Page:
Once your plans are in place, act quickly. It's perfectly OK to lie to him and leave when he is out at work, without giving him any warning. You can leave him a note with a contact email or phone number; you cannot be legally compelled to return home because you are not his property and do not have to obey him.
He will have a legal right to contact with the children (technically, the law cites their right to a relationship with their father) but it can be managed in a way that means you do not have to have much, or any, contact with him yourself.

Good luck.

SolidGoldBrass Fri 08-Apr-16 21:17:14

Oh, and do not listen to anyone who advises couple counselling or mediation. They will be a waste of time and money, and a further opportunity for him to abuse you. Counselling does not work on a man who considers his female partner less than human and this man clearly believes that women are inferior to men and occupy a position that's a cross between a family pet (needs to be 'trained' to obedience and punished when it doesn't know its place) and a domestic appliance (exists for his benefit and convenience and has no mind of its own).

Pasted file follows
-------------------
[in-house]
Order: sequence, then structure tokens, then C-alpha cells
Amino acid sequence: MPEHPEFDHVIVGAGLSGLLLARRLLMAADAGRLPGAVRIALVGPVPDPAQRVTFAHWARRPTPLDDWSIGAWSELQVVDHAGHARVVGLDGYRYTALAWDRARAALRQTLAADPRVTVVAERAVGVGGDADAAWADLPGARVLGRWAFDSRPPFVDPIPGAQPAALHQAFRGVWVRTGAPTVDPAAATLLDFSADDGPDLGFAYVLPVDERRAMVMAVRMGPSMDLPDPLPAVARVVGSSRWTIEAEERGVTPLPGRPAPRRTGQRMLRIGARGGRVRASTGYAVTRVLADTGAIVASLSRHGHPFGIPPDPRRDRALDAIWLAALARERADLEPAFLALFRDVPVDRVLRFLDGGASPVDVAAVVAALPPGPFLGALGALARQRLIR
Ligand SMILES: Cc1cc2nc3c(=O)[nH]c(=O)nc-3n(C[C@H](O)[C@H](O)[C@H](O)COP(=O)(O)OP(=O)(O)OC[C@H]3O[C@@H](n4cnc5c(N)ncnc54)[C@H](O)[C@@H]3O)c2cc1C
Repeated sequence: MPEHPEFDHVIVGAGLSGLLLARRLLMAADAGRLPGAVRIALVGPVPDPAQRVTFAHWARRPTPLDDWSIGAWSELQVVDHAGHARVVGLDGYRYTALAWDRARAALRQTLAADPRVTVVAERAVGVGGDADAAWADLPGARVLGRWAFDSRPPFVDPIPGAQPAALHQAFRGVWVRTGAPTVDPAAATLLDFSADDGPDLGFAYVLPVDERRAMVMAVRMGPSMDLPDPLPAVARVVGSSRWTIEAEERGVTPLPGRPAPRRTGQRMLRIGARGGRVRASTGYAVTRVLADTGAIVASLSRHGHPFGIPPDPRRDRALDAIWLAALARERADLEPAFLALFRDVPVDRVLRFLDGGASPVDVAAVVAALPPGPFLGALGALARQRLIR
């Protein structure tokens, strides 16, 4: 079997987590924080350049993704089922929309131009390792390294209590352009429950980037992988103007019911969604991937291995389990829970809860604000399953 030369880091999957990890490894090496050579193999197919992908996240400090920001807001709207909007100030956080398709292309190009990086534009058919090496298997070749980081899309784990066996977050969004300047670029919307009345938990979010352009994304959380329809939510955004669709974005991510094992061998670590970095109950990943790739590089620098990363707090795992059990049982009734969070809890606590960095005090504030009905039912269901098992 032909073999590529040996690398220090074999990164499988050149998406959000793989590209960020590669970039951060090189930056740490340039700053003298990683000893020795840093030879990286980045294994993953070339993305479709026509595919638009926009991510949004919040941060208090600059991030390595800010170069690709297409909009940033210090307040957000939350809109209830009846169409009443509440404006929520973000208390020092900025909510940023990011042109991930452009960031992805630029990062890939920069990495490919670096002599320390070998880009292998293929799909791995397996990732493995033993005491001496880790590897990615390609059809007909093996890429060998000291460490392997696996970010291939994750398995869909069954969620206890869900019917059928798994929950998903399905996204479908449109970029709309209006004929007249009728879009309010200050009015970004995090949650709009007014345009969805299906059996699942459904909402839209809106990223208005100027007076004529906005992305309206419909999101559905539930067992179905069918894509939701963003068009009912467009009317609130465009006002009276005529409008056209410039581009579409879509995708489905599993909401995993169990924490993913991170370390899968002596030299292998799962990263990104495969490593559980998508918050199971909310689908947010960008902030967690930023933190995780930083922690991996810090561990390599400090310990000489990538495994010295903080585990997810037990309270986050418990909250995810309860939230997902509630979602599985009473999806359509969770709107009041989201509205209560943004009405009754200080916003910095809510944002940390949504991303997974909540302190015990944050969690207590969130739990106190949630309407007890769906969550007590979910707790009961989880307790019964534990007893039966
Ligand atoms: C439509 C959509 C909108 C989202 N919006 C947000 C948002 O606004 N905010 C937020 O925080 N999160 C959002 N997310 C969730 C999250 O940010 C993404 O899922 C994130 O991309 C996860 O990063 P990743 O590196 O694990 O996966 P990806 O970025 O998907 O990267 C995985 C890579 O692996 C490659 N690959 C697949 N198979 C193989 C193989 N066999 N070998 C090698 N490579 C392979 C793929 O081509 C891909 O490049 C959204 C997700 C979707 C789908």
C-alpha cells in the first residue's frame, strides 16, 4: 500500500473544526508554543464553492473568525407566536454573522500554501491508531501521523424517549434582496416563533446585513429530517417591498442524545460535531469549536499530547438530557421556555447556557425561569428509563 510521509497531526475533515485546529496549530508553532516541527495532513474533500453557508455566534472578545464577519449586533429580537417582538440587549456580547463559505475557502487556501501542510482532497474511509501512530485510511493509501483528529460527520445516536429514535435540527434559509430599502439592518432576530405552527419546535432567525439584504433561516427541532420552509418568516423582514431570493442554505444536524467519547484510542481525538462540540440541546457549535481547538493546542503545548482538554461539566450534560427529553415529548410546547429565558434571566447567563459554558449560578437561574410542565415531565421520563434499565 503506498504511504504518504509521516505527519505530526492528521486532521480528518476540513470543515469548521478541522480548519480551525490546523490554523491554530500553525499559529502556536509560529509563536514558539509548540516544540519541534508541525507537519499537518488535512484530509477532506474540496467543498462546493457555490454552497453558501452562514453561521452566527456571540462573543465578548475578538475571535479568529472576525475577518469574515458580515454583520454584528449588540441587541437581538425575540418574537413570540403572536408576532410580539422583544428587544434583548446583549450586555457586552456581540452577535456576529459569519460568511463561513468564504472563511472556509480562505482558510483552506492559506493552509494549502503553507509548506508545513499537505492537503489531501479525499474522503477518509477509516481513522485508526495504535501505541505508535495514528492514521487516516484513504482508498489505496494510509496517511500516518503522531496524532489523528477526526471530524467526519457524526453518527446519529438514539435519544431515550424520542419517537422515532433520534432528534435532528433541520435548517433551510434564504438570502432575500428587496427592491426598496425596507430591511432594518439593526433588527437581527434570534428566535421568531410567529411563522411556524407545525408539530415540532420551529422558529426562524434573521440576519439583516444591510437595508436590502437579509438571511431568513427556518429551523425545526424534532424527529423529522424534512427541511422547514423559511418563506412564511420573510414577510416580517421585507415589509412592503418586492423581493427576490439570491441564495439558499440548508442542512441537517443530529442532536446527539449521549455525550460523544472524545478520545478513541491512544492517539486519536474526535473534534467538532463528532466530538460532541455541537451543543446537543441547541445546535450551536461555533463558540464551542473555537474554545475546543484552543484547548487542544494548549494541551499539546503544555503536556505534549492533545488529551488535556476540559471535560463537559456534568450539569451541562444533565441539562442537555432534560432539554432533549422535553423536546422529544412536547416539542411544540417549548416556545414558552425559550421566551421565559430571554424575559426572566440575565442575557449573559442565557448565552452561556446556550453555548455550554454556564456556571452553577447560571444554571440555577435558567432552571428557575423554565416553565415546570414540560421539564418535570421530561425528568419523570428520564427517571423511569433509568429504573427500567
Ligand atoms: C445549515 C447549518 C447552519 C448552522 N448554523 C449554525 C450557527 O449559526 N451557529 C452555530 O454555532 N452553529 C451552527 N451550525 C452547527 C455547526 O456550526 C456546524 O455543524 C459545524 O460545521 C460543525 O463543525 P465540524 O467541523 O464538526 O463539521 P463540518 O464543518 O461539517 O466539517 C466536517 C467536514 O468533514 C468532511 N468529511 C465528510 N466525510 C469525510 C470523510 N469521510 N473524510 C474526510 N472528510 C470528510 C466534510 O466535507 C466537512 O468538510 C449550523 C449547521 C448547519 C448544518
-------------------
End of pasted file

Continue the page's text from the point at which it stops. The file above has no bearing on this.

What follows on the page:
Resilience16 Fri 08-Apr-16 21:19:08

Hi puzzles,these aren't small issues, it is just when you are in a wonky relationship the weird shit becomes your normality and you start to accept it as ok.
It is only when you step back, or write it down and look at it all in black and white that you suddenly see it ain't right.